Other Ways of Being

A portrait series from the far corners of the world — showing entirely other ways of being. It is our differences that give us hope, that inspire, and that open our eyes. They are the very essence of why we travel and explore.

It is our differences that give us hope, that inspire, and that open our eyes. They are the very essence of why we travel and explore.

As humans we all have the same fundamental needs. The need for food, water, shelter. In every culture we see acts beyond the physical. We all dance, sing, play music, and create art but what is really amazing is how in different cultures they are expressed with different rhythms, and in a different cadence.

Whether it is the Himba women in Namibia, the Moken Sea Gypsies of Myanmar or the Kuna Indians of Panama, these people show us other ways of thinking, other ways of being, other ways of orienting ourselves in the world.

Anakao, Province Toilara, Madagascar

The Vezo

Relying entirely on fishing, these people have been navigating the stretch of the Indian Ocean that separates Madagascar from the African continent in hand-carved pirogues for the past 2,000 years. Below a young Vezo fisherman paddles by me out of curiosity off the coast of Madagascar.

Vezo means “people who fish.”

Anakao, Province Toilara, Madagascar

Today the livelihoods of the Vezo fishermen are at risk as commercial fishing boats from Asia are overfishing the local waters. Sadly, they have had to resort to sailing farther and farther offshore to provide for their families.

Anakao, Province Toilara, Madagascar

The Kuna

The San Blas Islands of Panama are ruled by the Kuna, a small statured indigenous people respected for their fierceness in battle.

Luckily these days they wield fishing nets and spear guns instead of weapons, grow many kinds of fruit and veg on the mainland and leave most of their islands to swaying coconut palms.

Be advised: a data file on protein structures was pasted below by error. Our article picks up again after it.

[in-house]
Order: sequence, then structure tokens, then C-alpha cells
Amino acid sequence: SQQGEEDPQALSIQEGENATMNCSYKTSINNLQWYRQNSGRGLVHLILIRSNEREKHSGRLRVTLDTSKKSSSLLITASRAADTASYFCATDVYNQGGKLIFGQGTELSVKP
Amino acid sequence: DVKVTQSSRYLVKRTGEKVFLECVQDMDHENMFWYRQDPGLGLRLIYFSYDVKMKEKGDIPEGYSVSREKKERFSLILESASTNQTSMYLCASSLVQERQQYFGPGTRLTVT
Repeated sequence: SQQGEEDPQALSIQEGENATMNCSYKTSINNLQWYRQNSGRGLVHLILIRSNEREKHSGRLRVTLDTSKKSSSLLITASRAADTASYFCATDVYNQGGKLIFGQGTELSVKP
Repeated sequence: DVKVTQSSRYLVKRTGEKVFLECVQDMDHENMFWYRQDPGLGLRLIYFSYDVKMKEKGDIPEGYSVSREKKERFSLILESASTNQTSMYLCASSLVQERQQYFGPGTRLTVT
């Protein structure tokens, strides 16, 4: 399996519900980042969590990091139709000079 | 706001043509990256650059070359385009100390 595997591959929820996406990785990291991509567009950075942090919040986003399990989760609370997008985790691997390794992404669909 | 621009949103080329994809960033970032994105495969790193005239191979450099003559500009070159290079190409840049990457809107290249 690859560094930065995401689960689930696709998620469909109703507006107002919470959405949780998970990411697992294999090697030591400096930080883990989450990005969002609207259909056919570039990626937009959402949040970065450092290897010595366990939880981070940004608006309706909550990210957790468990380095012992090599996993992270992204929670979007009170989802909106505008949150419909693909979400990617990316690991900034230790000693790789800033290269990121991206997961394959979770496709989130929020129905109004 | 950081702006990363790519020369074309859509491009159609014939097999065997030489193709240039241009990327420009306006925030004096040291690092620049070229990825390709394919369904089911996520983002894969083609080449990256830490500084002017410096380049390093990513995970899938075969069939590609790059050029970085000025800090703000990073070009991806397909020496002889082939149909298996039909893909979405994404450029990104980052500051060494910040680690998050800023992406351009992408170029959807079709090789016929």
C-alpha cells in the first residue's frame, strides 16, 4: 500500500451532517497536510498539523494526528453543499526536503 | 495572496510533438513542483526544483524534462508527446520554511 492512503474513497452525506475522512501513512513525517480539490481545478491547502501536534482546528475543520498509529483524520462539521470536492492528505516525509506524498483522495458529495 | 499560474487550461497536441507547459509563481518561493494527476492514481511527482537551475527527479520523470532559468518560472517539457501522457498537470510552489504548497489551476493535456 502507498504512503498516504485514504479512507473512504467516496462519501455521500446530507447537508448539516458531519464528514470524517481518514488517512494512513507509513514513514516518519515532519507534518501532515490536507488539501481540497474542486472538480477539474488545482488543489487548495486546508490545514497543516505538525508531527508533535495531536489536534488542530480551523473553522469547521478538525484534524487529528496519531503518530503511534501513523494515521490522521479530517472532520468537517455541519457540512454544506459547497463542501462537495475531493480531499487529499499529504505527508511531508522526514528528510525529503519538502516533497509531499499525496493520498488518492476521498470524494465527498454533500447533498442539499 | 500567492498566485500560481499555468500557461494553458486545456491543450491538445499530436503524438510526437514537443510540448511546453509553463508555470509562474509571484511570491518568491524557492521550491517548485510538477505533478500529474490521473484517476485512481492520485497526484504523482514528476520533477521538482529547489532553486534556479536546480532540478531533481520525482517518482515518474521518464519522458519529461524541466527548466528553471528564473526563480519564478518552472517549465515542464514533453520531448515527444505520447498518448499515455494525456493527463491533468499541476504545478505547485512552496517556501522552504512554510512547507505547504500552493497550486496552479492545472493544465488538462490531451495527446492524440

They are fiercely protective of their traditions, especially their clothing of colorful hand sewn garments and beaded jewelry.

Guna Yala, Panama

The Himba

Known for covering their skin with otize — a mixture of butter fat and ochre that gives their skin a red coloring — women of the Himba tribe begin braiding their hair from when they are young, identifying their age and their social status.

Guna Yala, Panama

The Himba’s seclusion has helped to protect their cultural traditions, but severe droughts have forced some of them to flee to nearby towns. Today their numbers are unfortunately declining.

Kunene Region, Namibia

Below, a young Himba girl riding to town on her donkey.

Kunene Region, Namibia

Many of the Himba wear beautiful, traditional neckwear.

Kunene Region, Namibia

The Sadhu

These Naga Baba, or Sadhu, are attending the colorful Kumbh Mela religious festival in India.

Haridwar, Uttarakhand, India

Often painting their faces white and with flowers in their hair, many of the Sadhu also have massive dreadlocks wrapped around their heads.

Haridwar, Uttarakhand, India

The Moken

These sea gypsies are a small group of people who live their lives at sea in their small wooden boats. Their knowledge of the ocean allows them to survive off of marine life using basic fishing implements.

Letsok - aw, Republic of the Union of Myanmar

They spend so much time diving in the ocean that it is said that Moken children see better underwater than above.

Letsok - aw, Republic of the Union of Myanmar